• Minimising manual movement of the material in and out of the line and across the plating lines (i.e. furnace and polishing).

• Creating customer value and continually reducing waste.

• Embedding 5S principles and improving housekeeping.

SA Mint selected system integrator, Systems Anywhere Coastal to assist with the implementation because of the company’s track record of successfully supplying multi-level decision support solutions to many companies in the mining and manufacturing industries. “We needed to track production, downtimes, shifts and running times as well as monitor the status of machine and production weights,” says Systems Anywhere Coastal software engineer, Paut Kotze. “All development had to comply with SA Mint’s standards and quality criteria and this was especially important in the case of validating manual entries through the 14 InTouch HMI stations. These display production input, output and stoppages in real time. We also developed our own security features for linking to other systems.”

Wonderware’s System Platform, host to all applications including the model-driven MES and business intelligence solutions, provided easier system maintenance and the management of standards through its centralised Integrated Development Environment. “By providing a single source for software management, the definition, deployment and maintenance of standards as well as the integration of third-party solutions, System Platform justified its reputation as industry’s operating system,” says Kotze.

System development took about three months, with a further two months of extremely thorough integration testing. Commissioning took two weeks and another two weeks was spent monitoring the interaction between the operators and the system. This was followed by two months of factory acceptance testing and finally a two-month stabilisation period.

Wonderware Skelta BPM is central to the implementation because it manages the workflow between people. It could be considered as process control at the human level. “No longer did we have to write multiple scripts in order to check if something had been done,” says Binza. “The application gave us drag-and-drop simplicity so that we could easily develop and maintain workflows while referencing various databases as well as the scada systems. It helped us enforce business rules and standards as well as traceability of users and production.” The Enterprise Manufacturing Intelligence (EMI) aspect of the project is not only helping SA Mint collate valuable decision and management support information but also provides access to the areas of mobile reporting, analysis and control as well as cloud computing and the ability to make sense out of big data. The next challenge for SA Mint is the design and implementation of phase 4 which will include the final products area.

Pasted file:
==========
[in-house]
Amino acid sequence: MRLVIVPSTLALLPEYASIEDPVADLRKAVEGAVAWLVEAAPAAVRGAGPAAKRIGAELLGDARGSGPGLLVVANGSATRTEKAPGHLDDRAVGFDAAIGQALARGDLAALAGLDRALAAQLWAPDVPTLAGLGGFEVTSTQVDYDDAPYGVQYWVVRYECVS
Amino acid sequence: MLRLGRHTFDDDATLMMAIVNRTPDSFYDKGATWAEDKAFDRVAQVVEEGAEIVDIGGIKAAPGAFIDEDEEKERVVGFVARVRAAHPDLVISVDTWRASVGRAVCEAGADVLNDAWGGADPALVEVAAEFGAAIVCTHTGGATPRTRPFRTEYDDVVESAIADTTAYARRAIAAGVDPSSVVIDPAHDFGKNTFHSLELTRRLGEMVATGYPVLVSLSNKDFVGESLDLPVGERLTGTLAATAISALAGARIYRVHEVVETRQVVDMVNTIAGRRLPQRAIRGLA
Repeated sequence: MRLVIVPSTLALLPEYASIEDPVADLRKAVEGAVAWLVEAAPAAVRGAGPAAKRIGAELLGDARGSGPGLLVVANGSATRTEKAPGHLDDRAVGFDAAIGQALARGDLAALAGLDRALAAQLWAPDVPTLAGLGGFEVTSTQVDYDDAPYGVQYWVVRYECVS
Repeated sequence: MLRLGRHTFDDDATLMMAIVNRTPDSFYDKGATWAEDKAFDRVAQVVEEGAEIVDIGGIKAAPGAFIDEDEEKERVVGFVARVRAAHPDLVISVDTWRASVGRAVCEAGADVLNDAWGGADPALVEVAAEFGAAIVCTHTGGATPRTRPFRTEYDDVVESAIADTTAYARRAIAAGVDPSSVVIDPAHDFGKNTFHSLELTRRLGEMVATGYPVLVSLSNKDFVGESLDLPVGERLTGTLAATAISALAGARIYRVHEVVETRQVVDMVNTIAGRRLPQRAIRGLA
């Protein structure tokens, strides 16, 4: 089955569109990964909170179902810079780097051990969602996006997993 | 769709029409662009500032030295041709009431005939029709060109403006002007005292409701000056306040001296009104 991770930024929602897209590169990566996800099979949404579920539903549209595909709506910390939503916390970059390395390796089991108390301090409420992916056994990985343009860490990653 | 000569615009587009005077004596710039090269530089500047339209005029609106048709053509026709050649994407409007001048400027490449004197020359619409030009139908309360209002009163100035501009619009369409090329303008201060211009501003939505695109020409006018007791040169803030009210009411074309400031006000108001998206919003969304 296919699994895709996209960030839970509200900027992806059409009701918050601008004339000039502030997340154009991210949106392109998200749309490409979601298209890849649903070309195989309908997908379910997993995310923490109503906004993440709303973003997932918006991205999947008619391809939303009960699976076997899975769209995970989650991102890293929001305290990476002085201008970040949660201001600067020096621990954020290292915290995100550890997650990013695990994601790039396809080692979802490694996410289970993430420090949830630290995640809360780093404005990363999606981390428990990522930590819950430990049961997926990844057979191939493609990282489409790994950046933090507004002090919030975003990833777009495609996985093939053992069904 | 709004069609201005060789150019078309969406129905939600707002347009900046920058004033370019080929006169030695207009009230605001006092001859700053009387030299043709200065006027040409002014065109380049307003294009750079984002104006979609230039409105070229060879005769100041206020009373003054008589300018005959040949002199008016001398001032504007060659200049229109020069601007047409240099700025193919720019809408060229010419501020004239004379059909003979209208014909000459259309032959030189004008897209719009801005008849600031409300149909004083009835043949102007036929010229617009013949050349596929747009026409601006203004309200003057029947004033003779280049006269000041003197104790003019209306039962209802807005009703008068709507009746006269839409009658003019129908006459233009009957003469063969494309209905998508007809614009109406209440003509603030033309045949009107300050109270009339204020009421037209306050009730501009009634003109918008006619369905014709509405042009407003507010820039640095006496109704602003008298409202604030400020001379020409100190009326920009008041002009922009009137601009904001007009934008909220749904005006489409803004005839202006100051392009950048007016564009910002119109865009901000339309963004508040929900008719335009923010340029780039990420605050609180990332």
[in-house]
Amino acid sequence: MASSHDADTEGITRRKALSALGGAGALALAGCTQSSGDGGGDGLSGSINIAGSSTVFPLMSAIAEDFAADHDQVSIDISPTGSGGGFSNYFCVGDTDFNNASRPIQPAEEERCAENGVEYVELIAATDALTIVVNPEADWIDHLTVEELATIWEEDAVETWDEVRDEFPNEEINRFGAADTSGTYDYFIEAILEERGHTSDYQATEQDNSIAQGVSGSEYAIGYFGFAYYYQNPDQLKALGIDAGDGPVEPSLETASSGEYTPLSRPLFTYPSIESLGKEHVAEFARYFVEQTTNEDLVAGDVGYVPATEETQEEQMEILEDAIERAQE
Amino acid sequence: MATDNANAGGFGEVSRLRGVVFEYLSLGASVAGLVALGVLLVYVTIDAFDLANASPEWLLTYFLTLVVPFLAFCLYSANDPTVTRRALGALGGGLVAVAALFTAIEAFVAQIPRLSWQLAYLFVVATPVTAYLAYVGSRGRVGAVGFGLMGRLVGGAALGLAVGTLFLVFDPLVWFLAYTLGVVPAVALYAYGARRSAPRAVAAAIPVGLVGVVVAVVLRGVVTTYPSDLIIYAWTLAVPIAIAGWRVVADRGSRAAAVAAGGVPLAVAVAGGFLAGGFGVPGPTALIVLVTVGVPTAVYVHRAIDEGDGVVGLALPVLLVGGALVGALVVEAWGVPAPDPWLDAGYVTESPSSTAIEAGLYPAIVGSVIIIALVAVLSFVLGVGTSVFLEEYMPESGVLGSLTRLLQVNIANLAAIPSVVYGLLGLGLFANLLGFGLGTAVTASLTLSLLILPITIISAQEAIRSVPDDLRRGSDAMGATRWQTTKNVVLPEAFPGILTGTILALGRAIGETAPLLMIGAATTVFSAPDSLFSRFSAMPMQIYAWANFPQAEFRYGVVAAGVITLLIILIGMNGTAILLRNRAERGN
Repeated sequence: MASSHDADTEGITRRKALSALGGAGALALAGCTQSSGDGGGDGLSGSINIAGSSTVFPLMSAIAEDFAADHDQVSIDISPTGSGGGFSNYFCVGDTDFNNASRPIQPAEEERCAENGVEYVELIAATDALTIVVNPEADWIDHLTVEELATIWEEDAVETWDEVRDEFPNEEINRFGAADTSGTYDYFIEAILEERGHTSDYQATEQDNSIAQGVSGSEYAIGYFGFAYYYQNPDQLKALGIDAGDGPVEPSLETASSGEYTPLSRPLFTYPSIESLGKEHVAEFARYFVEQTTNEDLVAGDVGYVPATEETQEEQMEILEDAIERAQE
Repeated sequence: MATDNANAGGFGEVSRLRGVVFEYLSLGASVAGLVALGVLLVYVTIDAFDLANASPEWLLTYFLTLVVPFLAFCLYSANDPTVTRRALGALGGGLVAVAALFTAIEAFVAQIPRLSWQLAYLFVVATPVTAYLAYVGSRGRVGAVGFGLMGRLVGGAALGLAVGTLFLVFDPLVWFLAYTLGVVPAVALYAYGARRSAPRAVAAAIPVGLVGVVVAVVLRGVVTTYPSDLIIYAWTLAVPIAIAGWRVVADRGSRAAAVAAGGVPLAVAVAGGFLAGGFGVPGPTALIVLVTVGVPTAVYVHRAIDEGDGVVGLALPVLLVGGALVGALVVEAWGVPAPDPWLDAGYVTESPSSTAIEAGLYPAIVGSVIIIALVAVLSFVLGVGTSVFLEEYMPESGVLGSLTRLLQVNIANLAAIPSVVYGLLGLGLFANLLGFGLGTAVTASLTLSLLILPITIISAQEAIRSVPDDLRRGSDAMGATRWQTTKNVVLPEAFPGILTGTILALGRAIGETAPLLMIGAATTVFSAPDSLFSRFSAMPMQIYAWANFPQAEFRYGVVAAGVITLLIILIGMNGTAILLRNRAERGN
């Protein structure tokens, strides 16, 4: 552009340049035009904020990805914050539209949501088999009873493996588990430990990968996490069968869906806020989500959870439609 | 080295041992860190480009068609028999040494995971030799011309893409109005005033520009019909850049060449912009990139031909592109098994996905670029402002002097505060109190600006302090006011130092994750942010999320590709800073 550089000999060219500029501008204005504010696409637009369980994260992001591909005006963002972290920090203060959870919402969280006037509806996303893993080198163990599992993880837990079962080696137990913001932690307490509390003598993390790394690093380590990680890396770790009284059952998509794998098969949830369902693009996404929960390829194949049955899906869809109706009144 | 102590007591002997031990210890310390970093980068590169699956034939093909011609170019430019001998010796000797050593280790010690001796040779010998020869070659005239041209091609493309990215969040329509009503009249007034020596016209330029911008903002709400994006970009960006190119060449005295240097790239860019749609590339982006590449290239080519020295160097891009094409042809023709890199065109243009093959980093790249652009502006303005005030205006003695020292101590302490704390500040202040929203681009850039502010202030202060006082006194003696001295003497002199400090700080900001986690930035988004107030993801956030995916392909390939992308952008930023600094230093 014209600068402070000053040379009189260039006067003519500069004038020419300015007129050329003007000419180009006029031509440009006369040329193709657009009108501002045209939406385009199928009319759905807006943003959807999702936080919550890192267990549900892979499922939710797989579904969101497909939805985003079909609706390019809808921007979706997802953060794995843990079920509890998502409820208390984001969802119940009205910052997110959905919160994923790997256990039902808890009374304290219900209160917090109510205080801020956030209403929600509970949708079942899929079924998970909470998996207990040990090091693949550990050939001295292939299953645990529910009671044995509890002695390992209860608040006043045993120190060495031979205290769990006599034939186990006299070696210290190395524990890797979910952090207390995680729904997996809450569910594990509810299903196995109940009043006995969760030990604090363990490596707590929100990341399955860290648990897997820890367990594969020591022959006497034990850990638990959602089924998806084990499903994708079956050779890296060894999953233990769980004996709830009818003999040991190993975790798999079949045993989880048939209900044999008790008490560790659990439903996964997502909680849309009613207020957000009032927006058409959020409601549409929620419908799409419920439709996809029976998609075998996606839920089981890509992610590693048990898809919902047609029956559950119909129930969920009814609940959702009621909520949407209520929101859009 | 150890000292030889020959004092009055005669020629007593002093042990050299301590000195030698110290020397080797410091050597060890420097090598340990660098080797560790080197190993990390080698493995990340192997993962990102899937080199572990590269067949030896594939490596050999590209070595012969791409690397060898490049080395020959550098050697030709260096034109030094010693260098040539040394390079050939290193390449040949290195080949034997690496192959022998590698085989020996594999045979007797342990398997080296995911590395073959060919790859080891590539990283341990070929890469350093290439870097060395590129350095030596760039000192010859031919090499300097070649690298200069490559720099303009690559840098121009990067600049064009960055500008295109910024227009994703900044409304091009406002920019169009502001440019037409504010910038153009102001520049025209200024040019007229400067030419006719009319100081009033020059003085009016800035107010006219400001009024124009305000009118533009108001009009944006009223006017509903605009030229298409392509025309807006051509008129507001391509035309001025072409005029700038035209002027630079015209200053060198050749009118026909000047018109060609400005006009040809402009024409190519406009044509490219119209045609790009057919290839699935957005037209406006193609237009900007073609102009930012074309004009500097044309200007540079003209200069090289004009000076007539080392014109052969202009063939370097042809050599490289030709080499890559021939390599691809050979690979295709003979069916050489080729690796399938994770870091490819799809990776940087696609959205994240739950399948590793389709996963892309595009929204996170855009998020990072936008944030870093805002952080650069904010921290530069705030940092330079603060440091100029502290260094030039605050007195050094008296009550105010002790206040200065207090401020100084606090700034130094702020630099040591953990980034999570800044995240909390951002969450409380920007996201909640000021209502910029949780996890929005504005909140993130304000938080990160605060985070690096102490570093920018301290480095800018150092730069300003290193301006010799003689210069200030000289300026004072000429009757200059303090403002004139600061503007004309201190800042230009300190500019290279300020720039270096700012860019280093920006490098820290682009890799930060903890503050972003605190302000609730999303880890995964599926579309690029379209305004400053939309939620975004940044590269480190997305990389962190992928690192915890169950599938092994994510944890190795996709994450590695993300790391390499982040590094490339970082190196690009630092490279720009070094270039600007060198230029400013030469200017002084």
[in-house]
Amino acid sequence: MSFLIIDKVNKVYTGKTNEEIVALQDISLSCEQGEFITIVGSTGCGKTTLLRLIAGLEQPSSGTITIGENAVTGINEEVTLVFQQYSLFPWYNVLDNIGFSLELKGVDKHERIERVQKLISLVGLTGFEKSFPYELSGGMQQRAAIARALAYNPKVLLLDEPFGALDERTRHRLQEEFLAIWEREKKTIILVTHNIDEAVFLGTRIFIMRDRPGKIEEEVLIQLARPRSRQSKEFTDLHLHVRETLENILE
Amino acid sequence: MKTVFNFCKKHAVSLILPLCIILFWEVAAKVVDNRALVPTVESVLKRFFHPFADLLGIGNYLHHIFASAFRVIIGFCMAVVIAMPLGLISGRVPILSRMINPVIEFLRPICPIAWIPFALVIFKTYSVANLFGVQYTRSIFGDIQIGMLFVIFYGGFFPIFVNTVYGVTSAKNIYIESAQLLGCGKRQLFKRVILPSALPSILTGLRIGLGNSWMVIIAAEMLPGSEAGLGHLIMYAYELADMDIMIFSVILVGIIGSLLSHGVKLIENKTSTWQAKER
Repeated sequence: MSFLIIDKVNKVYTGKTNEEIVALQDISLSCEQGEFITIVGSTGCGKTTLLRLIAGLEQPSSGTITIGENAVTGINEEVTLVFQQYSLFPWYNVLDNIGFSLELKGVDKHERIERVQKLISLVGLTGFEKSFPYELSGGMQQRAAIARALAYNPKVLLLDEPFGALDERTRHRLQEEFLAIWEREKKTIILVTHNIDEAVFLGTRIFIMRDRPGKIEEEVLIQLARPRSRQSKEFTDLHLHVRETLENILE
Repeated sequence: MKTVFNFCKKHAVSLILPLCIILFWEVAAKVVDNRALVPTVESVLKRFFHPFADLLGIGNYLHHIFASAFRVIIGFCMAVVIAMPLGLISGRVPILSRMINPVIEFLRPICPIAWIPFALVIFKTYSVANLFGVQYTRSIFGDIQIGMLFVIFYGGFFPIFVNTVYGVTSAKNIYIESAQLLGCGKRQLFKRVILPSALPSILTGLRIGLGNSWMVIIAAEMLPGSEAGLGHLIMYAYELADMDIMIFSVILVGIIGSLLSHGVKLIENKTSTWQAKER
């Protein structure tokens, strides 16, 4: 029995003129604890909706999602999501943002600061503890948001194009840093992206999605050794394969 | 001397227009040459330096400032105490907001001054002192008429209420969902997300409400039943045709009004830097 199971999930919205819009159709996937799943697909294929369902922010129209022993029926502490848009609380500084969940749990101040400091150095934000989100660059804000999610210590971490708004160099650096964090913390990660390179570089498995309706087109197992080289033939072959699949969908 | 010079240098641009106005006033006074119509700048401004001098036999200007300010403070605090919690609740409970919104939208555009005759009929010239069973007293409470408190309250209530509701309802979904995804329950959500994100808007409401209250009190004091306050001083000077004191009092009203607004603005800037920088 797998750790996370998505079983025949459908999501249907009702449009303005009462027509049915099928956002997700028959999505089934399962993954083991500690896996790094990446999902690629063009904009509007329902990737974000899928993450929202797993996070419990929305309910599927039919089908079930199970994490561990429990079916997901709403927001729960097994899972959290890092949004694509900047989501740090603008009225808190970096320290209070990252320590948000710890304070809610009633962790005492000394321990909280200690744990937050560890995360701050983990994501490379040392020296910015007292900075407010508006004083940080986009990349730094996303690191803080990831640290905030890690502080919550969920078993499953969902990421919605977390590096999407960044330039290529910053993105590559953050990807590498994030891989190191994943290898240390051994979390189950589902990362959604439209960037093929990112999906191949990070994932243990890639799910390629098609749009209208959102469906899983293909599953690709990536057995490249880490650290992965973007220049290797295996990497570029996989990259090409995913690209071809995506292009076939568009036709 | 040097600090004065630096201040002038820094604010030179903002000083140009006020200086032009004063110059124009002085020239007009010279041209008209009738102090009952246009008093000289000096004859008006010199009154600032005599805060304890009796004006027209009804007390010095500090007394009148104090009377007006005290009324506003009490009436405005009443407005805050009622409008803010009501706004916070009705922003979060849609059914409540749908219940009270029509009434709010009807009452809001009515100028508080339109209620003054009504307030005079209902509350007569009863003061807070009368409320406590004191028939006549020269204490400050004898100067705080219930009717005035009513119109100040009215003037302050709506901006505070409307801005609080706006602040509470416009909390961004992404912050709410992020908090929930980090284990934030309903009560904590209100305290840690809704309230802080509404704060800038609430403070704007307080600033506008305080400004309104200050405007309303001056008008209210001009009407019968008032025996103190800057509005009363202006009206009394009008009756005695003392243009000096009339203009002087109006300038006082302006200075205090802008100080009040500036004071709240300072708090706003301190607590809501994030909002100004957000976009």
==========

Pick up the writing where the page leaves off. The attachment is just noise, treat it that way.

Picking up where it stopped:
But had it all been worthwhile? Had the project provided SA Mint with real business benefits? On acceptance of this project, the board and steering committee of SA Mint insisted on verifiable checks and balances and appointed an independent auditing company to verify any business benefits the mint had realised through this exercise. The findings showed the following benefits:

Enhanced production, performance reporting and the realisation of business goals.

• Easy enhancements and the flexibility to cope with changes in the manufacturing environment.

• Accurate reporting of up and down times (data integrity).

• OEE reporting to help optimise plant availability and performance.

• Inventory optimisation though the availability and location of inventory items.

• Real-time production information measured per line and per machine.

• Limited manual reporting.

• Ease of integration with other systems, especially with the ERP system.

The proven effectiveness of modern process control principles on the shop floor has been applied to driving collaboration across people, processes and systems by streamlining workflow, enforcing business rules and monitoring the responses of responsible parties. Embedding workflow software within the production environment enables SA Mint to implement standard operating procedures and corrective actions by structuring repeatable, managed responses to process exceptions across the enterprise. This can be especially effective for processes and workflows that cross organisational boundaries such as operations, maintenance, laboratories and other business domains.